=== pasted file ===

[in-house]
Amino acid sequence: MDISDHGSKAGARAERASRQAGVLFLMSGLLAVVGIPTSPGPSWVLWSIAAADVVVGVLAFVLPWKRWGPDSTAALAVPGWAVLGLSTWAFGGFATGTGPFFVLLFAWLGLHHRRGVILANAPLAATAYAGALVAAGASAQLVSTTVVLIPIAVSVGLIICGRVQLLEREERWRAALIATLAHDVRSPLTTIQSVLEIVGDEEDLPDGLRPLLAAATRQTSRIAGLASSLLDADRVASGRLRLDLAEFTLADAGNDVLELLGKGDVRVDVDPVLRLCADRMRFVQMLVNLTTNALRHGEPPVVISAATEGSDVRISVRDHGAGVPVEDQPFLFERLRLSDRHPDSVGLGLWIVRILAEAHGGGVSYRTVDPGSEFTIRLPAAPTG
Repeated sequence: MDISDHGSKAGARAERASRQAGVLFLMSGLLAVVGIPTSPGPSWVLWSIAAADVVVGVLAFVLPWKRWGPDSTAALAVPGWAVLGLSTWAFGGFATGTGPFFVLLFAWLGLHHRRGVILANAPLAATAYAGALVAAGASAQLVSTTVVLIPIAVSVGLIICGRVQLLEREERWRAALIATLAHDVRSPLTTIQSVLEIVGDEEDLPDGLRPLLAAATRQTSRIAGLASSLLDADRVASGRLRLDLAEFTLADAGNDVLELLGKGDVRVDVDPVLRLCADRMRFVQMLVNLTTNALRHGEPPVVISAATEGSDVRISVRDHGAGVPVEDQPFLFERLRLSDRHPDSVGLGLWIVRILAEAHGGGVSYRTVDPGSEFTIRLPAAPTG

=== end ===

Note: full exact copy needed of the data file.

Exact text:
[in-house]
Amino acid sequence: MDISDHGSKAGARAERASRQAGVLFLMSGLLAVVGIPTSPGPSWVLWSIAAADVVVGVLAFVLPWKRWGPDSTAALAVPGWAVLGLSTWAFGGFATGTGPFFVLLFAWLGLHHRRGVILANAPLAATAYAGALVAAGASAQLVSTTVVLIPIAVSVGLIICGRVQLLEREERWRAALIATLAHDVRSPLTTIQSVLEIVGDEEDLPDGLRPLLAAATRQTSRIAGLASSLLDADRVASGRLRLDLAEFTLADAGNDVLELLGKGDVRVDVDPVLRLCADRMRFVQMLVNLTTNALRHGEPPVVISAATEGSDVRISVRDHGAGVPVEDQPFLFERLRLSDRHPDSVGLGLWIVRILAEAHGGGVSYRTVDPGSEFTIRLPAAPTG
Repeated sequence: MDISDHGSKAGARAERASRQAGVLFLMSGLLAVVGIPTSPGPSWVLWSIAAADVVVGVLAFVLPWKRWGPDSTAALAVPGWAVLGLSTWAFGGFATGTGPFFVLLFAWLGLHHRRGVILANAPLAATAYAGALVAAGASAQLVSTTVVLIPIAVSVGLIICGRVQLLEREERWRAALIATLAHDVRSPLTTIQSVLEIVGDEEDLPDGLRPLLAAATRQTSRIAGLASSLLDADRVASGRLRLDLAEFTLADAGNDVLELLGKGDVRVDVDPVLRLCADRMRFVQMLVNLTTNALRHGEPPVVISAATEGSDVRISVRDHGAGVPVEDQPFLFERLRLSDRHPDSVGLGLWIVRILAEAHGGGVSYRTVDPGSEFTIRLPAAPTG